The short version
Patrick Sherriff survived 13 years working for newspapers in the US, UK and Japan. Between writing and illustrating textbooks for non-native speakers of English he releases Hana Walker mystery novels, short stories, essays and just now, an adult colouring book. He lives in Japan with his wife and two daughters.
The longer version
Patrick Sherriff graduated from the University of Reading, UK, although that was nothing to do with him, really. He started taking a US Studies major and British History minor at Bulmershe College of Higher Education. This is now a car park for a housing estate. But its first step along the road to oblivion was selling out to the more prestigious university the year he was due to graduate.
But no matter the prestige, the only jobs forthcoming back in the John Major years in Leicester for him were in the Fresha Bread Factory or behind the bar at the Clarendon Hotel. His first proper job was as a reporter for the Log Cabin Democrat of Conway, Arkansas. He wrote obituaries, weather reports and fetched biscuits for the real reporters. Then, also nothing to do with him, Bill Clinton was elected President and suddenly Arkansas was on the map.
But this new rise in prestige once more had no impact on his journeyman trajectory, and he duly landed his second proper job as a reporter at the Jacksonville Patriot in Arkansas, but now covering the world’s largest C-130 Air Force base and its 30,000 drums of Agent Orange that were seeping into the groundwater. This is where he became an award-winning journalist. Though not for the obvious Pulitzer-prize story festering on his doorstep, but for the headline “Pot-belly pig proponents pass pork to politicians.” Arkansas AP Third Place Best Headline for Small Dailies 1995.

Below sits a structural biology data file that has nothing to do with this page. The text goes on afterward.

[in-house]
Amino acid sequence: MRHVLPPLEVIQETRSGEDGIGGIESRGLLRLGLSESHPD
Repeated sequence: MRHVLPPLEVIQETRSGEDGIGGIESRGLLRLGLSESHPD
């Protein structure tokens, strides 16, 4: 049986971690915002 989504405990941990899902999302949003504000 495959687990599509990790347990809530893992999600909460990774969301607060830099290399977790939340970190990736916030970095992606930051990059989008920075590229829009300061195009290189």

Other career highlights? He managed to last nine months at Voice+ The Magazine of Computer Telephony before hanging up and heading off to Japan. There he taught English at Berlitz and was a copy editor at the Daily Yomiuri, the English language translation of the Japanese language Yomiuri Shimbun, the world’s best-selling newspaper (if you believe what you read in the papers, which you probably shouldn’t).
Then it was back to Blighty and stints as a sub-editor at the Birmingham Post, Nottingham Evening Post and Derby Evening Telegraph. It was there that he finally learnt how to write news copy and it was not what he really wanted to do with his life.
So it was back to Japan to do something independent. Teaching English by day and writing by night fit the bill. And something strange happened. He started to enjoy writing again.
He has written a novel and edited two anthologies about the Japan earthquake, tsunami and nuclear meltdown and written a diary of a Japanese general election, and a travelogue of a trip through the tsunami-hit areas of northern Japan. His latest work is The Zen of Ranieri, an adult colouring book celebrating the triumph of Leicester City Football club in winning the English Premiership.
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